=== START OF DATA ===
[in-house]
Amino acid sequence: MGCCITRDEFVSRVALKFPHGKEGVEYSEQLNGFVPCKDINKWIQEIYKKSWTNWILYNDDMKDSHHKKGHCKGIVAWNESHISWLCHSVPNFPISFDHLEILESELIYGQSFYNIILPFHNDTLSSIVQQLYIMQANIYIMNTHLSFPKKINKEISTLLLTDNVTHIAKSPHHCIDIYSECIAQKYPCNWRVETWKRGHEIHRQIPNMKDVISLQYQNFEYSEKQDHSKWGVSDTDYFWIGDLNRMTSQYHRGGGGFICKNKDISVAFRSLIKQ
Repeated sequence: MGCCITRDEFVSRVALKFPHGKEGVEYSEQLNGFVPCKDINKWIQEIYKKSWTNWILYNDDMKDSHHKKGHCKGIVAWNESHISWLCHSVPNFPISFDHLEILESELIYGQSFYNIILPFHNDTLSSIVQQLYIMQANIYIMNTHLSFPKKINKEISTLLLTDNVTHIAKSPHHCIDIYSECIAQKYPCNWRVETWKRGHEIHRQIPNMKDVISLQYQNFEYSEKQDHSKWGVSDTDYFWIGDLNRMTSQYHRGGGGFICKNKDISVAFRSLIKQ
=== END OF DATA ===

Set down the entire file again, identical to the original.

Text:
[in-house]
Amino acid sequence: MGCCITRDEFVSRVALKFPHGKEGVEYSEQLNGFVPCKDINKWIQEIYKKSWTNWILYNDDMKDSHHKKGHCKGIVAWNESHISWLCHSVPNFPISFDHLEILESELIYGQSFYNIILPFHNDTLSSIVQQLYIMQANIYIMNTHLSFPKKINKEISTLLLTDNVTHIAKSPHHCIDIYSECIAQKYPCNWRVETWKRGHEIHRQIPNMKDVISLQYQNFEYSEKQDHSKWGVSDTDYFWIGDLNRMTSQYHRGGGGFICKNKDISVAFRSLIKQ
Repeated sequence: MGCCITRDEFVSRVALKFPHGKEGVEYSEQLNGFVPCKDINKWIQEIYKKSWTNWILYNDDMKDSHHKKGHCKGIVAWNESHISWLCHSVPNFPISFDHLEILESELIYGQSFYNIILPFHNDTLSSIVQQLYIMQANIYIMNTHLSFPKKINKEISTLLLTDNVTHIAKSPHHCIDIYSECIAQKYPCNWRVETWKRGHEIHRQIPNMKDVISLQYQNFEYSEKQDHSKWGVSDTDYFWIGDLNRMTSQYHRGGGGFICKNKDISVAFRSLIKQ